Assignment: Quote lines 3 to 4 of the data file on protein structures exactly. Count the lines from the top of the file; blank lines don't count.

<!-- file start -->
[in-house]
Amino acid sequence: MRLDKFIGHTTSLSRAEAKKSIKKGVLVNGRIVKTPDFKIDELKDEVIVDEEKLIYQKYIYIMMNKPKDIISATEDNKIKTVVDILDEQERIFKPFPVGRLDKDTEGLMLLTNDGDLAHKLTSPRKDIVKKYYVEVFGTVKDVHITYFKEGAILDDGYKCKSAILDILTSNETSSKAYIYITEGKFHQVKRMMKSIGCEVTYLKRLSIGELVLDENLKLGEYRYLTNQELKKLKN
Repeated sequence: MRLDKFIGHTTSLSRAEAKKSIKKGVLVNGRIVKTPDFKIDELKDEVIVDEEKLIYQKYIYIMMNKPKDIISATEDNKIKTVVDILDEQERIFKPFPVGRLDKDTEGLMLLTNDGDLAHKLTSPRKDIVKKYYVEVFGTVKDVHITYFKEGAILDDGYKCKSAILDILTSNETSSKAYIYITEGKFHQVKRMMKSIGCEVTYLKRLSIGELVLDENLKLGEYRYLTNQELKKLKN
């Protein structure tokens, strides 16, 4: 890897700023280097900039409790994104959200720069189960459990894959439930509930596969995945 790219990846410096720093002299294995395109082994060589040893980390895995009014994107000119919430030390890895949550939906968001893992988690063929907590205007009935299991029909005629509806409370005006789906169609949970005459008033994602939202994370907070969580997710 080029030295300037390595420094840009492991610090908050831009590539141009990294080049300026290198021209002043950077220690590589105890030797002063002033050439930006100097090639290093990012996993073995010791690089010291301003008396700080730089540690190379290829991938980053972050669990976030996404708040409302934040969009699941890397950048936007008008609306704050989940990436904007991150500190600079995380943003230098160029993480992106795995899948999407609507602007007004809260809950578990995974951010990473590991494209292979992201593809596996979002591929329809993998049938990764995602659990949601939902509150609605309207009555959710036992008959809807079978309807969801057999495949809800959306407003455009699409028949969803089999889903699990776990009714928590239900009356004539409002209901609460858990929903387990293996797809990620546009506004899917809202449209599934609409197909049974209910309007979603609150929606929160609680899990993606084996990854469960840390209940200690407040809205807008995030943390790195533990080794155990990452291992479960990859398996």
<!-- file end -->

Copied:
Repeated sequence: MRLDKFIGHTTSLSRAEAKKSIKKGVLVNGRIVKTPDFKIDELKDEVIVDEEKLIYQKYIYIMMNKPKDIISATEDNKIKTVVDILDEQERIFKPFPVGRLDKDTEGLMLLTNDGDLAHKLTSPRKDIVKKYYVEVFGTVKDVHITYFKEGAILDDGYKCKSAILDILTSNETSSKAYIYITEGKFHQVKRMMKSIGCEVTYLKRLSIGELVLDENLKLGEYRYLTNQELKKLKN
């Protein structure tokens, strides 16, 4: 890897700023280097900039409790994104959200720069189960459990894959439930509930596969995945 790219990846410096720093002299294995395109082994060589040893980390895995009014994107000119919430030390890895949550939906968001893992988690063929907590205007009935299991029909005629509806409370005006789906169609949970005459008033994602939202994370907070969580997710 080029030295300037390595420094840009492991610090908050831009590539141009990294080049300026290198021209002043950077220690590589105890030797002063002033050439930006100097090639290093990012996993073995010791690089010291301003008396700080730089540690190379290829991938980053972050669990976030996404708040409302934040969009699941890397950048936007008008609306704050989940990436904007991150500190600079995380943003230098160029993480992106795995899948999407609507602007007004809260809950578990995974951010990473590991494209292979992201593809596996979002591929329809993998049938990764995602659990949601939902509150609605309207009555959710036992008959809807079978309807969801057999495949809800959306407003455009699409028949969803089999889903699990776990009714928590239900009356004539409002209901609460858990929903387990293996797809990620546009506004899917809202449209599934609409197909049974209910309007979603609150929606929160609680899990993606084996990854469960840390209940200690407040809205807008995030943390790195533990080794155990990452291992479960990859398996």